Vendor lock-in is an important subject. Everybody knows that. But few of us realize just how complicated the subject is, nor how riddled it is with paradoxes. Truth be told, I wasn’t fully aware either. But when I set out to write this post, I found that it just kept growing longer.
1. The most basic form of lock-in is:
- You do application development for a target set of platform technologies.
- Your applications can’t run (more...)
When I find myself making the same observation fairly frequently, that’s a good impetus to write a post based on it. And so this post is based on the thought that there are many analogies between:
- Oracle and the Oracle DBMS.
- IBM and the IBM mainframe.
And when you look at things that way, Oracle seems to be swimming against the tide.
Drilling down, there are basically three things that can seriously threaten Oracle’s market (more...)
Mike Stonebraker and Larry Ellison have numerous things in common. If nothing else:
- They’re both titanic figures in the database industry.
- They both gave me testimonials on the home page of my business website.
- They both have been known to use the present tense when the future tense would be more accurate.
I mention the latter because there’s a new edition of Readings in Database Systems, aka the Red Book, available online, courtesy of (more...)
There’s a lot of talk these days about transitioning to the cloud, by IT customers and vendors alike. Of course, I have thoughts on the subject, some of which are below.
1. The economies of scale of not running your own data centers are real. That’s the kind of non-core activity almost all enterprises should outsource. Of course, those considerations taken alone argue equally for true cloud, co-location or SaaS (Software as a Service).
1. I think the next decade or so will see much more change in enterprise applications than the last one. Why? Because the unresolved issues are piling up, and something has to give. I intend this post to be a starting point for a lot of interesting discussions ahead.
2. The more technical issues I’m thinking of include:
- How will app vendors handle analytics?
- How will app vendors handle machine-generated data?
- How will app vendors (more...)
I last wrote about Couchbase in November, 2012, around the time of Couchbase 2.0. One of the many new features I mentioned then was secondary indexing. Ravi Mayuram just checked in to tell me about Couchbase 4.0. One of the important new features he mentioned was what I think he said was Couchbase’s “first version” of secondary indexing. Obviously, I’m confused.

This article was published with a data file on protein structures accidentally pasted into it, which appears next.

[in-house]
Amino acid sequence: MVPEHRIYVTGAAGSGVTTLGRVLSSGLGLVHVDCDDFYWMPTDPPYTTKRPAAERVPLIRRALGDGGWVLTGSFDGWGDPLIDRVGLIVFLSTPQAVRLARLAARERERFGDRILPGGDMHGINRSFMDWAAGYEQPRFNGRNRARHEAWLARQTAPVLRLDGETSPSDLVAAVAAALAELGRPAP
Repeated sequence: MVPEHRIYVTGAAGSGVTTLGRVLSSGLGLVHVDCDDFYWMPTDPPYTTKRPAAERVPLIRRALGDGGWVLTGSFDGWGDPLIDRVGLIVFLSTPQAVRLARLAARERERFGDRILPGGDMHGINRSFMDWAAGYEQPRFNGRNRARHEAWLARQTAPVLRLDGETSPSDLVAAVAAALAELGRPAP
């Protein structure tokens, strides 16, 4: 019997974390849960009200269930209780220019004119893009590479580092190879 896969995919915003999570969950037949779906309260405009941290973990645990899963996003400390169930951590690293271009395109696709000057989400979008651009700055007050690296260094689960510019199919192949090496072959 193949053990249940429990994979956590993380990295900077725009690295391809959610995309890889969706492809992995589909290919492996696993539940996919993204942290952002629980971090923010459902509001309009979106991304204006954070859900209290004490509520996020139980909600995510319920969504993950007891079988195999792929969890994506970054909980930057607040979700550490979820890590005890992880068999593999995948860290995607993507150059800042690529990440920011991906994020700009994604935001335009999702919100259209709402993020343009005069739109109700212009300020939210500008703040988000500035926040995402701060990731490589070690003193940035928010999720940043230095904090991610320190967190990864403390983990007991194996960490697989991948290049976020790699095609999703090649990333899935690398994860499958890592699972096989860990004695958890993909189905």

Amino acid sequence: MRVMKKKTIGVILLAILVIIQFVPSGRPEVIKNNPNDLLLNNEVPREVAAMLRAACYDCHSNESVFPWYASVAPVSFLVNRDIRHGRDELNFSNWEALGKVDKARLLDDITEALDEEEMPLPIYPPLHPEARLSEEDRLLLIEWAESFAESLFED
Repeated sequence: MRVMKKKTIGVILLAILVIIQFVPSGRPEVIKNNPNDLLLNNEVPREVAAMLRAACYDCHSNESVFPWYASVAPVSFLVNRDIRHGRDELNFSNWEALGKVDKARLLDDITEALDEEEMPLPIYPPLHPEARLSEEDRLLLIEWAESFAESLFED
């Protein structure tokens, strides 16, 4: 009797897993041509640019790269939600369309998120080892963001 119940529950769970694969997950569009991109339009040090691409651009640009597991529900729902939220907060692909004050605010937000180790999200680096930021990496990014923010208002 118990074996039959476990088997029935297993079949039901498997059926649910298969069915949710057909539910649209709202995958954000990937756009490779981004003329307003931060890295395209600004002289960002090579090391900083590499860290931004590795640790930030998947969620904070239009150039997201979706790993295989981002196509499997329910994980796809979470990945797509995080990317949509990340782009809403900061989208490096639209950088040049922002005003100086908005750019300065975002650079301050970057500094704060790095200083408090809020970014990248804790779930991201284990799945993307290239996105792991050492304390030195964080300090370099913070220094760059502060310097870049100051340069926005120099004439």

Now that you’re duly warned, let me remind you of aspects of (more...)
1. There are multiple ways in which analytics is inherently modular. For example:
- Business intelligence tools can reasonably be viewed as application development tools. But the “applications” may be developed one report at a time.
- The point of a predictive modeling exercise may be to develop a single scoring function that is then integrated into a pre-existing operational application.
- Conversely, a recommendation-driven website may be developed a few pages — and hence also a few (more...)
I’m taking a few weeks defocused from work, as a kind of grandpaternity leave. That said, the venue for my Dances of Infant Calming is a small-but-nice apartment in San Francisco, so a certain amount of thinking about tech industries is inevitable. I even found time last Tuesday to meet or speak with my clients at WibiData, MemSQL, Cloudera, Citus Data, and MongoDB. And thus:
1. I’ve been sloppy in my terminology around “geo-distribution”, in (more...)
I’ve talked with many companies recently that believe they are:
- Focused on building a great data management and analytic stack for log management …
- … unlike all the other companies that might be saying the same thing …
- … and certainly unlike expensive, poorly-scalable Splunk …
- … and also unlike less-focused vendors of analytic RDBMS (which are also expensive) and/or Hadoop distributions.
At best, I think such competitive claims are overwrought. Still, it’s a genuinely (more...)
My client Teradata bought my (former) clients Revelytix and Hadapt.* Obviously, I’m in confidentiality up to my eyeballs. That said — Teradata truly doesn’t know what it’s going to do with those acquisitions yet. Indeed, the acquisitions are too new for Teradata to have fully reviewed the code and so on, let alone made strategic decisions informed by that review. So while this is just a guess, I conjecture Teradata won’t say anything concrete (more...)